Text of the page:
Brain blaster you use at home could put an end to migraine suffering


Millions of people could be spared from the misery of migraines thanks to a device that hits the brain with small explosions of electricity – in the comfort of your own home.

The size and weight of a portable radio, the single-pulse transcranial magnetic stimulation device (TMS), treats and prevents the pounding headache that spoils the lives of up to 25% of British women and ten percent of men.

The device is cradled in the back of the head and with the push of a button sends painless pulses of electricity to short-circuit the "electrical storm" in the brain that causes splitting pain, flashing lights and blurred vision of headaches.

Similar procedures, performed in a hospital setting, are already used to treat conditions from depression to Parkinson's disease.

Now one of Britain's leading hospitals is prescribing new portable MMS machines for migraines.

The grandfather-of-four Barrington Simner, 72, is one of the first to benefit from the scheme that was pioneered by Guy and St Thomas's HyS Foundation Trust in central London.

He had migraines for 20 years, suffering up to five devastating attacks per week. "I started suffering from migraines when I turned 50 and gradually got worse," says the retired pharmacist. "They were completely debilitating, I should lie in the dark for a day or two."

The drugs have produced side effects ranging from irritability to drowsiness. He tried Botox – sometimes used to treat the condition – but he influenced his vision.

However, after two months of TMS treatment three times a day, her migraines started to improve. Mr. Simner, from Bromley in south-east London, now has an attack only once every five or six weeks. He no longer takes any painkillers and is able to live life again. He says. "Treatment has changed my life."

Classified as one of the 20 most disabling living conditions by the World Health Organization, migraines can take up to three days to pass and are responsible for most sick days of almost any other illness.

The treatments include potent painkillers and blood pressure medications and epilepsy, which can have important side effects.

TMS uses magnetic fields to generate pulses of electricity that stimulate or dampen key brain circuits.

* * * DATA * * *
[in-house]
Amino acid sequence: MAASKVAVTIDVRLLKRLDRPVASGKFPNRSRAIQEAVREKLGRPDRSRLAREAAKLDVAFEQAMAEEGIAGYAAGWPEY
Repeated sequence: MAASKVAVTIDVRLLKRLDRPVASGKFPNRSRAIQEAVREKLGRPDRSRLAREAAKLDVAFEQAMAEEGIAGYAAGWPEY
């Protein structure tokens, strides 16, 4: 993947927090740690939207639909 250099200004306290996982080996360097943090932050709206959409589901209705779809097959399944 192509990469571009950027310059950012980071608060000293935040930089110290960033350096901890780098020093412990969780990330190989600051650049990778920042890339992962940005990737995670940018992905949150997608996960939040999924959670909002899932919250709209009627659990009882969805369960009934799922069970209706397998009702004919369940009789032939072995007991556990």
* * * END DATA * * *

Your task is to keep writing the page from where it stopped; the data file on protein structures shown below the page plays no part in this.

Treatments include potent painkillers and blood pressure medications and epilepsy, which can have important side effects (image)

Treatments include potent painkillers and blood pressure medications and epilepsy, which can have important side effects (image)

Treatments include potent painkillers and blood pressure medications and epilepsy, which can have important side effects (image)

In migraines, it aims to calm signals in the cortex, one of the parts of the brain that is overly active during attacks. It is also thought to block key pain receptors and helps prevent cells in the cortex from going into overdrive again.

The TMS is approved by the health surveillance organization, the National Institute for Health and Nursing Excellence (NICE), for the treatment of migraines.

However, the need for daily preventive sessions or "on demand" treatments at the first sign of migraine means it has not been practical for hospitals to provide TMS in their surgeries. As a result, it has not been available until now.

About 90 patients have received portable TMS machines since the scheme was launched 18 months ago and two thirds are still using the devices.

Patients typically use the device twice a day to prevent migraines, morning and evening. Each session takes a matter of minutes: enough time to allow the patient to self-administer up to eight "zaps".

The Migraine Trust has said it is a "good treatment option" for those who can not take migraine medications. "Migraines are very common," says Dr. Anna Andreou, director of research on headaches in Guy and St Thomas. "But it's not entirely clear why they develop and for some people the condition can be extremely debilitating, causing severe headaches and vomiting.

"The really nice thing about the TMS device is that the treatment is safe, non-invasive and portable, and for many patients it's completely changing life."

Create your own …

Zingy & applize & # 39;

If you're doing Dry January and you'd like a bit of thirst without alcohol, but you've filled up with non-alcoholic beverages bought from the store, this homemade juice is simply delicious. Ginger, one of my favorite ingredients, provides zing and a whole host of health benefits – from calming the digestive system to relieving aches and pains.


  • A piece of fresh ginger, peeled and coarsely chopped


1 Cut the ginger and the apple into pieces, removing the seeds from the apple and mix them together.

2 Pour into a glass, top up with water and mix. Drink immediately.

Frederick Faulkner


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